In the meantime, I have a pound of Falklands, so I decided to spin that, thicker gauge than last time. Which was 11 WPI in a three-ply, so pretty fine. I’d like to do something closer to worsted as a two-ply. So I did a sample of that, but haven’t swatched that yet either to see if I like it knitted up.
So what AM I spinning? I have an 8 ounce braid of BFL-Silk blend from Frabjous Fibers that I had spun a little of before, but not a lot. I am spinning that now and will use it to practice Navaho plying. That’s a way to make a three-ply yarn from a single bobbin. By the time I get done with that, hopefully I will be caught up on all those swatches and ready to go with my other projects.
Until next time.
2 different carded blends, some Falklands, and a bobbin of BFL-Silk blend
Today’s spinning color experiment was Riptide and Black Cherry. These are both dark colors, and I wasn’t sure how it would come out. The result made me think of a storm cloud. The yarn is soaking now, so I’ll wait to post that, but I’m including a picture of one of the rolags so you can see. In the spun fiber, the teal and purple notes are clearer.
I also decided to try something new, and create a gallery page of these Sweet Georgia fiber blends. Watch for it over the next few days.
The other picture is yesterday’s blend, Riptide & Nightshade.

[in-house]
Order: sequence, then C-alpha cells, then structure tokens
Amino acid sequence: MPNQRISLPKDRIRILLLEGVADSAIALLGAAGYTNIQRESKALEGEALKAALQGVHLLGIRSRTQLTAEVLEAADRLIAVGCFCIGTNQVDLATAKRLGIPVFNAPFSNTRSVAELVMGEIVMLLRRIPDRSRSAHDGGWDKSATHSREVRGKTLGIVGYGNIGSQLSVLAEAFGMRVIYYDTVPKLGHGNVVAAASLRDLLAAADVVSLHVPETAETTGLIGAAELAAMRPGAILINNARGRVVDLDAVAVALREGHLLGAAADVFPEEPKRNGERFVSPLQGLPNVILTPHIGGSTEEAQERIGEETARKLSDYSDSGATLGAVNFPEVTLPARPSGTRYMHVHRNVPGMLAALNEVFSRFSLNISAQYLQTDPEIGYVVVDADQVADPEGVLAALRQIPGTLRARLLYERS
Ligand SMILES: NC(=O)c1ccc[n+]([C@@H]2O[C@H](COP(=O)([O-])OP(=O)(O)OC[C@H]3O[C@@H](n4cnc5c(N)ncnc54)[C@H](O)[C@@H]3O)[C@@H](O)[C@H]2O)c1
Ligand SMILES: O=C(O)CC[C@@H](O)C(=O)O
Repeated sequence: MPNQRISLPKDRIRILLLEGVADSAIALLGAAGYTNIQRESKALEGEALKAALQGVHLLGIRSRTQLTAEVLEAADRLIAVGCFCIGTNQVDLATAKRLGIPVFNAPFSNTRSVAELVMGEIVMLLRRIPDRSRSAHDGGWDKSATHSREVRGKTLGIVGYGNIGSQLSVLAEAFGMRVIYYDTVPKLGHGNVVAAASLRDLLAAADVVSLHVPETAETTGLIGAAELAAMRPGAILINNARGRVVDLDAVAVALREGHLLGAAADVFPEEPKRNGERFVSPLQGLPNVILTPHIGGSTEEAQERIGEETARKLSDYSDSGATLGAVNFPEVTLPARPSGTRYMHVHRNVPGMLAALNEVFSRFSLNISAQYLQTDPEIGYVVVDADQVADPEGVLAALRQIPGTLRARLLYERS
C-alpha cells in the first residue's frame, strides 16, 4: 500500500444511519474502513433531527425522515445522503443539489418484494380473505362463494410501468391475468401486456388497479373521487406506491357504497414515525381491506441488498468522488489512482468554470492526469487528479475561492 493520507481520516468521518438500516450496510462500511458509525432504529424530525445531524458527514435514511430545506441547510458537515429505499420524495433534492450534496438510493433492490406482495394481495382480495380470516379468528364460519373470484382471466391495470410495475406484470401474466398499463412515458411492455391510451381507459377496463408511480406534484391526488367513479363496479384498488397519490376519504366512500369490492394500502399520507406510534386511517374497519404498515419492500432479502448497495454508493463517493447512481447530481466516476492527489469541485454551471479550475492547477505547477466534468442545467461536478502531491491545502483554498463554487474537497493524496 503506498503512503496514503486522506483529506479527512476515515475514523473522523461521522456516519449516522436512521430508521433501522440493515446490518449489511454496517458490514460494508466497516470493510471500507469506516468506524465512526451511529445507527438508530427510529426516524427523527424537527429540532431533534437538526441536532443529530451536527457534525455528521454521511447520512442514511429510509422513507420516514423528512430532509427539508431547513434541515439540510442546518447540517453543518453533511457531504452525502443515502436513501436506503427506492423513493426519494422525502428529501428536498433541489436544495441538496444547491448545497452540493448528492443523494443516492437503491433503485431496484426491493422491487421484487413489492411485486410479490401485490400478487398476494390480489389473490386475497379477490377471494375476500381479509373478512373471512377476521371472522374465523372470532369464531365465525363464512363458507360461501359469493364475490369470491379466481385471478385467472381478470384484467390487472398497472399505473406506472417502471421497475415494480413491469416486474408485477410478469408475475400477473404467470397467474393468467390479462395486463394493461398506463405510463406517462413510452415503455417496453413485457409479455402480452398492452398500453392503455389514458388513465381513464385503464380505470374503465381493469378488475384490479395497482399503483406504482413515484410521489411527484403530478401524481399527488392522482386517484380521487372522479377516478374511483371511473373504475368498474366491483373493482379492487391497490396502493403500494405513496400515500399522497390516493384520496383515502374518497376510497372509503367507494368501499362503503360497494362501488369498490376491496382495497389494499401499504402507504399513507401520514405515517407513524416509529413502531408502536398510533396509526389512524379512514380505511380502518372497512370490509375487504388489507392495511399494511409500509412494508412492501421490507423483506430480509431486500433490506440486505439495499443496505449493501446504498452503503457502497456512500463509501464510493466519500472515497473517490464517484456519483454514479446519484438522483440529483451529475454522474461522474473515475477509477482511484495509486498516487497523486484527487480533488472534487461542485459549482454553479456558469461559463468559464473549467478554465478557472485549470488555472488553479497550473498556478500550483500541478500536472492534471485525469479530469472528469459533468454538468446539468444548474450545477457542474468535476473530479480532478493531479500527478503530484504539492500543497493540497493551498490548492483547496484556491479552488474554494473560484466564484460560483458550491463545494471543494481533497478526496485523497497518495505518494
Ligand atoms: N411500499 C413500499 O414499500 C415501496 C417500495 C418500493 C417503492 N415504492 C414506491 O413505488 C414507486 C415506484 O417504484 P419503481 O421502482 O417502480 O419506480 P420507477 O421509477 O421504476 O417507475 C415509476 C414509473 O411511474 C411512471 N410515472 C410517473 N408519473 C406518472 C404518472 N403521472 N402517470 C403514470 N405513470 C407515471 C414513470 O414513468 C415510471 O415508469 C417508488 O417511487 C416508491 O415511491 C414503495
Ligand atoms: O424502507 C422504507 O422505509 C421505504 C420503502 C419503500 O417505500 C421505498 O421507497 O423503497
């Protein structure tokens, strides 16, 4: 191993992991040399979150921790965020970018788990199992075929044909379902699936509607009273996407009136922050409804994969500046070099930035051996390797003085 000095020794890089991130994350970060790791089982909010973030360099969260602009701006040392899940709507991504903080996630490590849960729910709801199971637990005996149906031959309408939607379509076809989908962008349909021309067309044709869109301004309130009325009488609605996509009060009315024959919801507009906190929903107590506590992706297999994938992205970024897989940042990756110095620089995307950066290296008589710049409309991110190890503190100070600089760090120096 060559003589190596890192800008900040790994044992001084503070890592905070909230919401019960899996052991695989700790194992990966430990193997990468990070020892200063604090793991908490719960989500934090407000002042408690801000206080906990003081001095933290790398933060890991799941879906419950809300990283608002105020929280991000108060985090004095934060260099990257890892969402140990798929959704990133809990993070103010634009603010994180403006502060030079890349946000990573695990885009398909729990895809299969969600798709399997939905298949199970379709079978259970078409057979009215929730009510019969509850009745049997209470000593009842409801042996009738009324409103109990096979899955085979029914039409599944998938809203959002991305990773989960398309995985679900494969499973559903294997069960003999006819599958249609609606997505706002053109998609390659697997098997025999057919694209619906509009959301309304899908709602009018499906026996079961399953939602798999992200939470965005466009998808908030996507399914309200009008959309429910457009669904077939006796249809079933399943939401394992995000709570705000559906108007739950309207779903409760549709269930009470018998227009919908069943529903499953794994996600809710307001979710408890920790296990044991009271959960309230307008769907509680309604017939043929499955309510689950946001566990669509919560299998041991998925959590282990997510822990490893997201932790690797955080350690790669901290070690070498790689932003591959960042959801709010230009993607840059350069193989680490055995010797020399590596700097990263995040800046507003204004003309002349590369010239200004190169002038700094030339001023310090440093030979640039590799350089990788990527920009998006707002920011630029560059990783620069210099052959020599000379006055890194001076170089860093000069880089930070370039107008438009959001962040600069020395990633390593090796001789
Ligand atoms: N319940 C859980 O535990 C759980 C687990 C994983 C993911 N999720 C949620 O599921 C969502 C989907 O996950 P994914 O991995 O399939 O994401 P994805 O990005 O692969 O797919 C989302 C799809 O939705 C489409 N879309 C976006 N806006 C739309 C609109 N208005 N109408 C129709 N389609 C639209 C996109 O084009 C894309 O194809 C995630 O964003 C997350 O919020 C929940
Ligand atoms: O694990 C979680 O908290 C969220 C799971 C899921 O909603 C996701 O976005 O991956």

Until next time.
Rolag of hand-carded SGY Riptide and Black Cherry BFL-Silk Blend, with sari silk fibers included.
Yarn spun from hand-carded SGY Riptide and Nightshade BFL-Silk Blend, with sari silk fibers included.
I’m having so much fun right now. Because I can, I’m going to make color blends with all the possible combinations of the 8 colors I have from Sweet Georgia Yarn (and my sari silk, of course!). (Once upon a time, I knew the formula for calculating just how many combinations that is, but my math degree is many years behind me now.)
I started with Riptide, a dark teal, and my first set of combos is it with each of the others. I posted the one with Goldmine a couple of days ago. Next was Birch, which is basically off-white. That finished yarn is in today’s picture. Today I blended it with Nightshade, which you might expect to be purple but is actually blue. I thought that would be an iffy combo, but it came out really nice. I’ll post that picture tomorrow after the yarn is done.